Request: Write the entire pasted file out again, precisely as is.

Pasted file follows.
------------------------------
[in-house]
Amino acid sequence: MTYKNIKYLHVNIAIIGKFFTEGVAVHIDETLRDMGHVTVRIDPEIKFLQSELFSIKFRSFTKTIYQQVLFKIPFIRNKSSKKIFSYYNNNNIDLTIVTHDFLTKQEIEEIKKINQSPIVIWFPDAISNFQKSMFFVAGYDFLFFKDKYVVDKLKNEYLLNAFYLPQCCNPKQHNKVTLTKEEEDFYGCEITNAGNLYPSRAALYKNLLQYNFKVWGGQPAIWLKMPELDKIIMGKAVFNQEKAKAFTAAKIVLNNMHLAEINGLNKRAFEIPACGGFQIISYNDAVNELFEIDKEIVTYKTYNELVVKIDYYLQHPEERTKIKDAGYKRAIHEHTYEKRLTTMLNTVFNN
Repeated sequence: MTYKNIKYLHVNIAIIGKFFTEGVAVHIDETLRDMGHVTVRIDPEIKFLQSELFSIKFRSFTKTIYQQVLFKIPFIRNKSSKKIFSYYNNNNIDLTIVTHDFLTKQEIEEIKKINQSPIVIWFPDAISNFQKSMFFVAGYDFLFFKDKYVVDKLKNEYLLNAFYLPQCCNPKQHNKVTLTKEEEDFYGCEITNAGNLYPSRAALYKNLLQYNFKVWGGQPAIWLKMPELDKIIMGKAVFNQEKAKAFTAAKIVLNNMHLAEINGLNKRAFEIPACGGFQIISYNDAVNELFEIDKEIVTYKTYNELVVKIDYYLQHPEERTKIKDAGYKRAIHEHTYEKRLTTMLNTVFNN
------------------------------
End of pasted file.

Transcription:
[in-house]
Amino acid sequence: MTYKNIKYLHVNIAIIGKFFTEGVAVHIDETLRDMGHVTVRIDPEIKFLQSELFSIKFRSFTKTIYQQVLFKIPFIRNKSSKKIFSYYNNNNIDLTIVTHDFLTKQEIEEIKKINQSPIVIWFPDAISNFQKSMFFVAGYDFLFFKDKYVVDKLKNEYLLNAFYLPQCCNPKQHNKVTLTKEEEDFYGCEITNAGNLYPSRAALYKNLLQYNFKVWGGQPAIWLKMPELDKIIMGKAVFNQEKAKAFTAAKIVLNNMHLAEINGLNKRAFEIPACGGFQIISYNDAVNELFEIDKEIVTYKTYNELVVKIDYYLQHPEERTKIKDAGYKRAIHEHTYEKRLTTMLNTVFNN
Repeated sequence: MTYKNIKYLHVNIAIIGKFFTEGVAVHIDETLRDMGHVTVRIDPEIKFLQSELFSIKFRSFTKTIYQQVLFKIPFIRNKSSKKIFSYYNNNNIDLTIVTHDFLTKQEIEEIKKINQSPIVIWFPDAISNFQKSMFFVAGYDFLFFKDKYVVDKLKNEYLLNAFYLPQCCNPKQHNKVTLTKEEEDFYGCEITNAGNLYPSRAALYKNLLQYNFKVWGGQPAIWLKMPELDKIIMGKAVFNQEKAKAFTAAKIVLNNMHLAEINGLNKRAFEIPACGGFQIISYNDAVNELFEIDKEIVTYKTYNELVVKIDYYLQHPEERTKIKDAGYKRAIHEHTYEKRLTTMLNTVFNN